For a majority of Australians, money is a huge source of stress.
Most of us don’t have enough of it and boy can that really mess up your day.
Particularly if you’re like us and treat pay-wave as fake money.
That’s why news like this really warms the cockles of our financially unstable hearts.
The money savvy folk over at Flight Centre noticed how much of an affect financial struggles can have on staff and have decided to roll out a new Financial Inclusion Action Plan (FIAP), to help improve the financial resilience of its employees.
The 54-point action plan includes a number of initiatives including access to customised superannuation and insurance products, the rollout of ‘money coaches’ dedicated to financial counselling services for clients in high stress and the adoption of a Financial Stress Indicator to measure and report on overall workplace stress.
Flight Centre’s Financial Literacy and Capability Business Leader, Stacey Beckley, said in a statement that after surveying staff, findings mirror AMP’s Financial Wellness Report of 2016 that suggest financial stress accounts for a 6.9 hour loss in productivity per week.
“The more financially aware we can make our people, the more control they can take of their finances to make smart decisions and avoid getting into unnecessary debt,” Beckley said.
Moneywise has been offered as an internal service to all staff since 1994.
The recent roll-out of money coaches across Australia – 13 in total – is designed to help the travel heavyweight ensure its people have access to financial experts who can provide specialist advice and support to frontline travel agents and support staff.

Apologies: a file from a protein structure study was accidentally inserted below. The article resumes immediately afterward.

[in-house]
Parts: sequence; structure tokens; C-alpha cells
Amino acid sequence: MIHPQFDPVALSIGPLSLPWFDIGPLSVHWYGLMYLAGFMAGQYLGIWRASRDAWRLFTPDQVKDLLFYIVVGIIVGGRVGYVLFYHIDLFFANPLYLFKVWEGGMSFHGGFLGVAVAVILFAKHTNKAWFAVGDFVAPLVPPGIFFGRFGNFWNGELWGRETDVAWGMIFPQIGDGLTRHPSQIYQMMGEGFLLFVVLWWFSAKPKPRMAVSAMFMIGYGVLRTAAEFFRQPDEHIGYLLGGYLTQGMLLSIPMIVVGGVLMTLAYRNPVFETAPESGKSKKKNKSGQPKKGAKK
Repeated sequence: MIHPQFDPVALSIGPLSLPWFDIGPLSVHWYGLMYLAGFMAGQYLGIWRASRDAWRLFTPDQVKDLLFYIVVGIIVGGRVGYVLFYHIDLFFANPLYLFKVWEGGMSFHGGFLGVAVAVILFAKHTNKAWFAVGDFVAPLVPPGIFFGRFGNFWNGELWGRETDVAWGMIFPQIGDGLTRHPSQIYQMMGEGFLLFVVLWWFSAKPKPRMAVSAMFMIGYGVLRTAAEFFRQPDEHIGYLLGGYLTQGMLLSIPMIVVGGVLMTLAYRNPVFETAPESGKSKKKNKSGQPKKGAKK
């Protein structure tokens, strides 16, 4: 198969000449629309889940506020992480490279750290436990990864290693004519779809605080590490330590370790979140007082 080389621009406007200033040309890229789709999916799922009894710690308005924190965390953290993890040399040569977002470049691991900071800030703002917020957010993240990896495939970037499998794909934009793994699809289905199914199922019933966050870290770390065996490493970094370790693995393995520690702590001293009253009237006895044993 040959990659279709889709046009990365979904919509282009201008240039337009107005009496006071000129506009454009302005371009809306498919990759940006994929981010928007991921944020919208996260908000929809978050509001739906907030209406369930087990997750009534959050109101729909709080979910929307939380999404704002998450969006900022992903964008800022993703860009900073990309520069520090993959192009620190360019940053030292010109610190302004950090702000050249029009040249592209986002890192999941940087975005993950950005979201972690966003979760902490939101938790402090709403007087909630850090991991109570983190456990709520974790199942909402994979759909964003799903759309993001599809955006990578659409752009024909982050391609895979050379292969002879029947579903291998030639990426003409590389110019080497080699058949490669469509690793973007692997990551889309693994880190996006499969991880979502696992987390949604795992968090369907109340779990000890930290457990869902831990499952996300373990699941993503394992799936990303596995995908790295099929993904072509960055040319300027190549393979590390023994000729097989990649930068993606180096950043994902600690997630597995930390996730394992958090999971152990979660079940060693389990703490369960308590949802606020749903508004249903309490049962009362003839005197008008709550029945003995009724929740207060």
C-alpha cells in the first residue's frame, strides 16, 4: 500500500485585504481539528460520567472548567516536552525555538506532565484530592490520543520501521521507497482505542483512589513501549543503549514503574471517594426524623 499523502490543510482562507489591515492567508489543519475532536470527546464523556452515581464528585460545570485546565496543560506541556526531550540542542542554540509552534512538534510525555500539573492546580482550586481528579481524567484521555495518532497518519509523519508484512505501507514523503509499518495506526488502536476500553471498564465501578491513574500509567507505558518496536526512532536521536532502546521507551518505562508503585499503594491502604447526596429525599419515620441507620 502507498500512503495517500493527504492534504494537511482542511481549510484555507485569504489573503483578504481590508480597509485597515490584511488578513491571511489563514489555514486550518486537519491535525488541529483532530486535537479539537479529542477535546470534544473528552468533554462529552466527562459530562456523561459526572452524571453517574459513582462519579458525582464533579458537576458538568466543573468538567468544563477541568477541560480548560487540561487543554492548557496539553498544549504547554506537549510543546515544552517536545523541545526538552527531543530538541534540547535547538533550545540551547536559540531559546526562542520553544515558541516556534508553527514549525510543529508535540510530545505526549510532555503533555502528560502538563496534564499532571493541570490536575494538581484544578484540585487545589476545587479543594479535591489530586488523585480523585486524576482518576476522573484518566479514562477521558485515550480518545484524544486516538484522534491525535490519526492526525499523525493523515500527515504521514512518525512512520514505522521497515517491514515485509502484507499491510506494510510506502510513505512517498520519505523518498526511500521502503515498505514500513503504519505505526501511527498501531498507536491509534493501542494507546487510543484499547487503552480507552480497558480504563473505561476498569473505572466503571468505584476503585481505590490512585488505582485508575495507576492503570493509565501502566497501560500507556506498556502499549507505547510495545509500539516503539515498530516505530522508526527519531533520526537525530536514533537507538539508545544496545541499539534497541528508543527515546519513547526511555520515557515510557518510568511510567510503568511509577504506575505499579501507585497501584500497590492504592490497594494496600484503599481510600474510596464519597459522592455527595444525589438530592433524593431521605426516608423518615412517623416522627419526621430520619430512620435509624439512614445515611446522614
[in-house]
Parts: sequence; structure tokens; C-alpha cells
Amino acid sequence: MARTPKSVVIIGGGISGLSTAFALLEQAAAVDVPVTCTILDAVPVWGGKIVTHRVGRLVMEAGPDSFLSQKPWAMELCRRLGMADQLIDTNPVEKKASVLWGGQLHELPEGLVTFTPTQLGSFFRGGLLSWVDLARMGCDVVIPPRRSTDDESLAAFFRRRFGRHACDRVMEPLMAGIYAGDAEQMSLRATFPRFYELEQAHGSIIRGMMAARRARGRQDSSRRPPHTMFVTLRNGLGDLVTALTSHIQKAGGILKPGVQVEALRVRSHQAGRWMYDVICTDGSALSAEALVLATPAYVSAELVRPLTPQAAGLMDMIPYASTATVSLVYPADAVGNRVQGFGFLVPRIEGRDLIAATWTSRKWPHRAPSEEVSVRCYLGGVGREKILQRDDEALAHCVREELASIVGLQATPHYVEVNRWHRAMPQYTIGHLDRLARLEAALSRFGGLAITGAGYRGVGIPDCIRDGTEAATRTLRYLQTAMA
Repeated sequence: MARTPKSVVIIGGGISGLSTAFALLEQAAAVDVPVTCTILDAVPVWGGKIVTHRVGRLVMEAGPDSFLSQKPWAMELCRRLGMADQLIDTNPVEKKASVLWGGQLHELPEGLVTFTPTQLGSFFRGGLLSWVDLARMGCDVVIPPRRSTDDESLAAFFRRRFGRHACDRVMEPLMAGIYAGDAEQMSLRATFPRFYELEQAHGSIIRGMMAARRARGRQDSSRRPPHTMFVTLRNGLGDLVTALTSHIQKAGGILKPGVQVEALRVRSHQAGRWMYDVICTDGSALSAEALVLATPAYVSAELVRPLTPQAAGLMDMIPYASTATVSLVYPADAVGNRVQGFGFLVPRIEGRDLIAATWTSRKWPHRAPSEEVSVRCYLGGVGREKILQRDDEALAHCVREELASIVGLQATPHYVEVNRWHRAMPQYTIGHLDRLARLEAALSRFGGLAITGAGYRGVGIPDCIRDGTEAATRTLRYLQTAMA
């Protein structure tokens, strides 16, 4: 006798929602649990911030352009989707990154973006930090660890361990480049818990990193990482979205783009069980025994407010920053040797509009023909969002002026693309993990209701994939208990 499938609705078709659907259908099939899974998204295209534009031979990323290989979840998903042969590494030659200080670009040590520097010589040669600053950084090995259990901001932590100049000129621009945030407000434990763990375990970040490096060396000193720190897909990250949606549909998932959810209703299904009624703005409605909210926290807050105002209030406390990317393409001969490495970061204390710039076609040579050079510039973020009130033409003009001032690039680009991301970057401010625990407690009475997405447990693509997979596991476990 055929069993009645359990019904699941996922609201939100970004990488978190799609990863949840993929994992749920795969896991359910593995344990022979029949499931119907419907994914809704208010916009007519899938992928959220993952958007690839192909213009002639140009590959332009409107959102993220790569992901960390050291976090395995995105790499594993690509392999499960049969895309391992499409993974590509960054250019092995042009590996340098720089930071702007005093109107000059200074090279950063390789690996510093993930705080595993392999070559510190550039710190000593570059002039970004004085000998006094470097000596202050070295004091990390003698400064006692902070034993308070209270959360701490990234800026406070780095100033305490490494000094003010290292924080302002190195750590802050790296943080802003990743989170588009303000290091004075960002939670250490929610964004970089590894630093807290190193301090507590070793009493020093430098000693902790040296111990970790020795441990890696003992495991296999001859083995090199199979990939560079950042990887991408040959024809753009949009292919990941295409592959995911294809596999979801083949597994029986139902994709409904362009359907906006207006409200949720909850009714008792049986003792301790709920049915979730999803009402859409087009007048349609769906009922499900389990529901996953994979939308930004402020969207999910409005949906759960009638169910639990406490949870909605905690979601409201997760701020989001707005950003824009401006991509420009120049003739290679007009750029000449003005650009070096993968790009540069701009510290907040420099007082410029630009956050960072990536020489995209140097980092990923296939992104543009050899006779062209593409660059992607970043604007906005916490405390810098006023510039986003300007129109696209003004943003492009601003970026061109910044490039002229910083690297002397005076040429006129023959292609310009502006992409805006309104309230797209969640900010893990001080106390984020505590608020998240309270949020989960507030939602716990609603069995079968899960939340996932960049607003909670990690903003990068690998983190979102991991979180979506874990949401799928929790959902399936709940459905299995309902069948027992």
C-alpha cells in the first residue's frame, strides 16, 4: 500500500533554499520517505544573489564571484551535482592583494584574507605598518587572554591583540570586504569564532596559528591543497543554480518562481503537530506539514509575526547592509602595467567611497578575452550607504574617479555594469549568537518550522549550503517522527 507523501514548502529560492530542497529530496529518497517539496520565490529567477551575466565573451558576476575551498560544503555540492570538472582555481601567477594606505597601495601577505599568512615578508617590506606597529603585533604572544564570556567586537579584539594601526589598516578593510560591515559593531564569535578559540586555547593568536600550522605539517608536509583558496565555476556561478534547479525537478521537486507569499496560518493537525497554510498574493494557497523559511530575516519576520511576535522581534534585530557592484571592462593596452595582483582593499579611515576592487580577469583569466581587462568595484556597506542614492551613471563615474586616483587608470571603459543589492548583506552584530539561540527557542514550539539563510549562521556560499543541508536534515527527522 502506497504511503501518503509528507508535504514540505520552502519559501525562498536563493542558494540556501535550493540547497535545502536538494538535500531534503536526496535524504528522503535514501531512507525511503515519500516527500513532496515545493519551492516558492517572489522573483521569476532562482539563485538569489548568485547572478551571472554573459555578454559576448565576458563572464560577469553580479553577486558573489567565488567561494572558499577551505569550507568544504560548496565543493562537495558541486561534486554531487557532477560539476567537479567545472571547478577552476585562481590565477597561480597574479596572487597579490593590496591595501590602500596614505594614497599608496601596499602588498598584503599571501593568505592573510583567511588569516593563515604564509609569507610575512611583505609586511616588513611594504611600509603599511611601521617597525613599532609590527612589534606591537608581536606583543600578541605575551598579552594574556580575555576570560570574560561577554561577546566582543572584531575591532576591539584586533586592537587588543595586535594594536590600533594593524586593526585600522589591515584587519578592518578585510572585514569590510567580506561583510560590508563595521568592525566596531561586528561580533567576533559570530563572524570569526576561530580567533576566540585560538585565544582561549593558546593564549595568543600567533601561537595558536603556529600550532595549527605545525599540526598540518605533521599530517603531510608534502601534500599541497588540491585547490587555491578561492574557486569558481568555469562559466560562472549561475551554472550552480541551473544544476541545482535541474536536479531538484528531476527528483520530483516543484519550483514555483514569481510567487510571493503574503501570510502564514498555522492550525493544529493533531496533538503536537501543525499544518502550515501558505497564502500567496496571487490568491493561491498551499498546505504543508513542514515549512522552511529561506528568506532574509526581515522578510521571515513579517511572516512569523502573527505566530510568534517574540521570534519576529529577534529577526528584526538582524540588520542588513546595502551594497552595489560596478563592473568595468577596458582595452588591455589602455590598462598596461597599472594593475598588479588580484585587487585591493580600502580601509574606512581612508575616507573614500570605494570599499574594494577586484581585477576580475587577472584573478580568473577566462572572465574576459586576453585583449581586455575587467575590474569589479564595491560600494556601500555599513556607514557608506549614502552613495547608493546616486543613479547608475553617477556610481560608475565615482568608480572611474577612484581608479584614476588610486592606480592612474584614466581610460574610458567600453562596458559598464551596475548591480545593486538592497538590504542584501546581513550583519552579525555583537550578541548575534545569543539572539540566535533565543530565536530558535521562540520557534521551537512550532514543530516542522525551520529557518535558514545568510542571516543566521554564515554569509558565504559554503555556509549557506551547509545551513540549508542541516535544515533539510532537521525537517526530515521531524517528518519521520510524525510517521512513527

“Money coaches work with our people to help their financial goals become a reality; visiting stores to provide one-on-one coaching for financial goal setting, cash flow/budgeting, debt reduction and maximising their ability to save.
“They also attend Welcome Aboard sessions for new starters so from day one, all our people understand the services and support offered by our Moneywise team,” Beckley said.
Flight Centre is one of 30 Trailblazer organisations leading the way with a formal commitment to provide measurable actions via its FIAP.
“I’m proud to say we are the first organization in the retail travel space to formally recognise the importance of improving the financial resilience of our people,” MD Graham ‘Skroo’ Turner said.
“Demonstrating that we take responsibility for the broader financial capabilities of our people is aligned to our core philosophies and helps us to attract the best people in the industry.”
In 2015, Australia committed to financial inclusion by agreeing to international obligations including the G20 Financial Inclusion Action Plan and the United Nation’s Sustainable Development Goals. As part of this commitment, the Australian Government appointed Good Shepherd Microfinance to develop a FIAP program.
Flight Centre joins 29 other well-known organisations including banks, law firms, charities and universities and collectively, these organisations employ more than 250,000 people and service 80% of the population.